The flurry of fundraising seen in the Middle East and North Africa (MENA) region from 2005 seems to be continuing unabated, and in recent months, a number of MENA-based GPs have been launching funds that will invest not only in the Middle East and North Africa region, but into Asia as well.
Among these initiatives are the $5 billion (€4 billion) “family” of private equity funds being established by Dubai Islamic Bank and Dubai World – whose energy-focused fund is expected to invest in Asia, as well as the $1 billion vehicle being raised by Kuwait’s Global Investment House to invest in pre-IPO and IPO opportunities in the MENA region and Asia.
MENA GPs are also establishing joint ventures with Asian GPs to appeal to local Middle Eastern investors who want to increase their exposure to the Asian markets. For instance, the Jeddah, Saudi Arabia-based investment company Siraj Capital and Malaysian state-owned global conglomerate Johor Corporation have announced the formation of an alliance to jointly launch $500 million in Shari’ah-compliant fund vehicles – including a $250 million private equity fund called the Regional Ummah Investment Fund – for investing in Saudi Arabia and Malaysia, both predominantly Muslim countries. Another example is the joint venture formed last month between Dubai-based Abraaj Capital and India’s Sabre Capital to raise a $250 million India-focused private equity fund.
Some MENA-based LPs are also increasingly approaching Asian GPs directly, say a number of Asia-focused GPs, who have told PEO privately that Middle Eastern investors – particularly those from the Gulf countries – have tapped them for potential access to future funds. One GP mentioned that Malaysia and Indonesia in particular have drawn interest from Middle Eastern investors, although East Asian countries are attracting attention as well.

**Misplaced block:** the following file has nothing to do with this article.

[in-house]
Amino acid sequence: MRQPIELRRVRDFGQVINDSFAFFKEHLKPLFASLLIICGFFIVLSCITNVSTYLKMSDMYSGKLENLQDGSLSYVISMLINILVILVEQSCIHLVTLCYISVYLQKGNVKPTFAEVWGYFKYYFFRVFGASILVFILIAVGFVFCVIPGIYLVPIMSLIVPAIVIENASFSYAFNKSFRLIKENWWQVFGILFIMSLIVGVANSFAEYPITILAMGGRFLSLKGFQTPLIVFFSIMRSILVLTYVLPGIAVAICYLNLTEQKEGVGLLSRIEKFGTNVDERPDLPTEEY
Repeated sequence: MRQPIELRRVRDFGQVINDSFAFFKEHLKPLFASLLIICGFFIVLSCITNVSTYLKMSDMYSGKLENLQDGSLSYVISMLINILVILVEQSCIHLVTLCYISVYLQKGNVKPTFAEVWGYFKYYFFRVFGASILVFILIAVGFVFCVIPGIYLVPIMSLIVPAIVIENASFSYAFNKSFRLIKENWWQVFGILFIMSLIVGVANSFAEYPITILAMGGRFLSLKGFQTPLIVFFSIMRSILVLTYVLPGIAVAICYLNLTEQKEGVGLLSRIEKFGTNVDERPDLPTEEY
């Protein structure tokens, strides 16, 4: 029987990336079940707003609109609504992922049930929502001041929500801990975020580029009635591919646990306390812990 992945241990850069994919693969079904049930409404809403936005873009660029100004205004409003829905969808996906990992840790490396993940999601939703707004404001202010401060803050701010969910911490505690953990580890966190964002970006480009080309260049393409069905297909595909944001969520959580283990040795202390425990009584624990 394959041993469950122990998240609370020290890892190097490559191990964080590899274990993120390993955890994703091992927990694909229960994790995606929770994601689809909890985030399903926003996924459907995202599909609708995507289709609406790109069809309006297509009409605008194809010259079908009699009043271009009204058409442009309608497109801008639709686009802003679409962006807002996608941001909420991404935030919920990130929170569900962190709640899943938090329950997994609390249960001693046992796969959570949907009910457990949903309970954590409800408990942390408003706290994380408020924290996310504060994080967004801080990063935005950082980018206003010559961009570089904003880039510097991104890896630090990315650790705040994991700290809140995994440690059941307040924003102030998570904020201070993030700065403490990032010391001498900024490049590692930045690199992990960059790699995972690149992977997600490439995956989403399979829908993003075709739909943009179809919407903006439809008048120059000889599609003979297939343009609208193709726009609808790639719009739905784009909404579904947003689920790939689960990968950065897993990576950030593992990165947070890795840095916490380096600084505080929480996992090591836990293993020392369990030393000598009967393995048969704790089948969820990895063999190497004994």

Alongside the growing trend of Middle Eastern LPs and GPs including Asia within their investment mandate is the increasing number of examples of Shari’ah-compliant private equity funds being set up. In terms of the extent to which the Shari’ah-compliance element has factored into Middle Eastern LPs’ investment strategy in Asia, the overall experience of Asia-focused GPs seems to be that of Shari’ah-compliance requirements being written into partnership agreements or side letters to give LPs the option to choose not to participate in certain investments, rather than influencing the investment mandate of the entire fund.
The climate for MENA capital being invested into Asia will be aided by political will, as well. For instance, during his tour through Saudi Arabia last week, China’s President Hu Jintao signed agreements relating to defence, security, health and trade with Saudi Arabia’s King Abdullah bin Abdul-Aziz.
With the world’s energy prices soaring and the Middle East currently swimming in cash while investment opportunities continue to sprout up in Asia, it only makes sense that the economic linkages between the Middle East and Asia will continue to strengthen. As a result, expect to see more and more of the MENA investors’ capital seeking a place to roost in Asia.